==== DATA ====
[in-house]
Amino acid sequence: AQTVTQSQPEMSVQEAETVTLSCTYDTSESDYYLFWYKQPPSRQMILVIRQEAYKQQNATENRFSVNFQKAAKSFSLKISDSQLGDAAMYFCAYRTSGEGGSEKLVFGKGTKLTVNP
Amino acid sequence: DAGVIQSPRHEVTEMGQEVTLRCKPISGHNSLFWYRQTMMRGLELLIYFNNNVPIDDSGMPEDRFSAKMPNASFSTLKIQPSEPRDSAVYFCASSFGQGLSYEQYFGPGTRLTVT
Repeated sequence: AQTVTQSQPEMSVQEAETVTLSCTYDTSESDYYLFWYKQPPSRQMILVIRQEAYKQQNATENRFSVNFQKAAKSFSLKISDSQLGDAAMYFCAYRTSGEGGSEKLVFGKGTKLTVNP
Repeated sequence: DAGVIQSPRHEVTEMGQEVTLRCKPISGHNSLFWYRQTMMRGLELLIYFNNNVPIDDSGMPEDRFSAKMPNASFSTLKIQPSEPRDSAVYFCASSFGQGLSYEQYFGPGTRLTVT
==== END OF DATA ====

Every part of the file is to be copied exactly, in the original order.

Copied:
[in-house]
Amino acid sequence: AQTVTQSQPEMSVQEAETVTLSCTYDTSESDYYLFWYKQPPSRQMILVIRQEAYKQQNATENRFSVNFQKAAKSFSLKISDSQLGDAAMYFCAYRTSGEGGSEKLVFGKGTKLTVNP
Amino acid sequence: DAGVIQSPRHEVTEMGQEVTLRCKPISGHNSLFWYRQTMMRGLELLIYFNNNVPIDDSGMPEDRFSAKMPNASFSTLKIQPSEPRDSAVYFCASSFGQGLSYEQYFGPGTRLTVT
Repeated sequence: AQTVTQSQPEMSVQEAETVTLSCTYDTSESDYYLFWYKQPPSRQMILVIRQEAYKQQNATENRFSVNFQKAAKSFSLKISDSQLGDAAMYFCAYRTSGEGGSEKLVFGKGTKLTVNP
Repeated sequence: DAGVIQSPRHEVTEMGQEVTLRCKPISGHNSLFWYRQTMMRGLELLIYFNNNVPIDDSGMPEDRFSAKMPNASFSTLKIQPSEPRDSAVYFCASSFGQGLSYEQYFGPGTRLTVT